Yesterday—April 24th—was a red-letter day in the annals of worker mobilization in post-collective-bargaining America. In Chicago, hundreds of fast-food and retail employees who work in the Loop and along the Magnificent Mile called a one-day strike and demonstrated for a raise to $15-an-hour and the right to form a union. At more than 150 Wal-Mart stores across the nation, workers and community activists called on the chain to regularize employees’ work schedules. And under pressure from an AFL-CIO-backed campaign of working-class voters who primarily aren’t union members, the county supervisors of New Mexico’s Bernalillo County voted to raise the local minimum wage.

The Chicago demonstration, which began in the dawn’s early light of 5:30 a.m., included workers at McDonald’s, Dunkin’ Donuts, and Subway, as well as Macy’s, Sears, and Victoria’s Secret, all of whom make the state minimum wage ($8.25) or just slightly more. Roughly one-third of the jobs in Chicago are low-wage, and more than half of the city’s low-wage workers are older than 30. The demonstration was organized by the Workers Organizing Committee of Chicago, which formed to demand a living wage for the city’s retail and fast-food workers.

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Whither Change to Win?

by Steve Early

Steve Early

Most six-year-olds like to have a big birthday bash, with lots of games, presents, balloons, sugary cake, and as much noise as possible.

But Change to Win, the new kid on labor’s block born in 2005, has opted for a quieter approach, much in contrast with the celebratory and self-aggrandizing scene at its festive founding convention in St Louis. On that occasion, CTW founders like Tom Woodruff, currently its executive director, talked about spending $750 million a year on new organizing drives similar to those launched by the Congress of Industrial Organizations (CIO) in the 1930s. Then UNITE-HERE President Bruce Raynor (recently drummed out of SEIU for alleged expense account fiddling) gave a radical-sounding speech calling for the imprisonment of corporate bosses who stole workers’ pension fund money.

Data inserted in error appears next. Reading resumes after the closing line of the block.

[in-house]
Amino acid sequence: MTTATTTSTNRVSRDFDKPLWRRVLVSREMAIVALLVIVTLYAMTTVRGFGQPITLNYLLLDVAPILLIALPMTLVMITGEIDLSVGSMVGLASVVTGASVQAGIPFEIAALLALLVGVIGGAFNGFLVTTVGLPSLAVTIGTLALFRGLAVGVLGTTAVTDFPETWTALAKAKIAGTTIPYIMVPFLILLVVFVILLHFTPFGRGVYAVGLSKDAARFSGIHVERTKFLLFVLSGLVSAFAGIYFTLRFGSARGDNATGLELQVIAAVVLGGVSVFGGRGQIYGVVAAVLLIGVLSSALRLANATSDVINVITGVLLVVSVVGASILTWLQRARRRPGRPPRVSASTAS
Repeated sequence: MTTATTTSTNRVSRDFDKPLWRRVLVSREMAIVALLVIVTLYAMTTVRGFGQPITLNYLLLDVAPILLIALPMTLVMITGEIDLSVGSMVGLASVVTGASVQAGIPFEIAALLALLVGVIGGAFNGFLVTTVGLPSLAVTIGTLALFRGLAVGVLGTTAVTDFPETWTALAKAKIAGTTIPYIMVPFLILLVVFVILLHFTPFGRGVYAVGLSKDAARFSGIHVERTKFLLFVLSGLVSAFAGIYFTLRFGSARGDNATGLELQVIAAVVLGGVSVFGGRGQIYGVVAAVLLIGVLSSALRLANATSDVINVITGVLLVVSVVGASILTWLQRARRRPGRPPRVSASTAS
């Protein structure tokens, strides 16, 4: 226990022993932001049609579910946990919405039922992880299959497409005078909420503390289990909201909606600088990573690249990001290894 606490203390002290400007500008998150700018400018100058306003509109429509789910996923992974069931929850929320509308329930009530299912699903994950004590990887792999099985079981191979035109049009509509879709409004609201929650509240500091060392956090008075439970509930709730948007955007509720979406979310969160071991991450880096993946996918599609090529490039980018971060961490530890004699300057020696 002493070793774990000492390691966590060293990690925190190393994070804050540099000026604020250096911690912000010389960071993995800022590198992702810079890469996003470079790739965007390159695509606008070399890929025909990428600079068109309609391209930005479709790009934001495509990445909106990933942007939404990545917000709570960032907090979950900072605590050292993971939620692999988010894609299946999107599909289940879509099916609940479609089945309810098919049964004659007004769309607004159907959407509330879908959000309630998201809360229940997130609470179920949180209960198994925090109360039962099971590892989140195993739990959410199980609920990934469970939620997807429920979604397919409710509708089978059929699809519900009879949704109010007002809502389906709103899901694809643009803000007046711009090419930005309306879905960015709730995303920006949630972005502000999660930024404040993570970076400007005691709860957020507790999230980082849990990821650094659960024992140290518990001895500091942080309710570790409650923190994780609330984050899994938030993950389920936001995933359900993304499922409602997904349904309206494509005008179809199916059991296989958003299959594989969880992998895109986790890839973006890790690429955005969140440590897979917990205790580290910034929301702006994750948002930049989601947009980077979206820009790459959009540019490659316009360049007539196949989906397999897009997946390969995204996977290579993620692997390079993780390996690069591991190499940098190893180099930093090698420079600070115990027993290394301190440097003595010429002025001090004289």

Six years after these rhetorical fireworks, only four of the seven unions that broke away from the AFL-CIO to form CTW remain in the latter camp. The union coalition that sociologist Ruth Milkman (and others) once touted as “labor’s best hope—maybe its only hope—for revitalization” is rarely seen or heard from. At the International Brotherhood of Teamsters (IBT) convention in Las Vegas in late June, leaders of the two largest CTW affiliates—James Hoffa, president of the host union, and Mary Kay Henry, president of the Service Employees International Union (SEIU)—lathered much praise on each other. But neither ever mentioned the words “Change to Win,” in 40 minutes worth of speechifying about the close working relationship between SEIU and the IBT.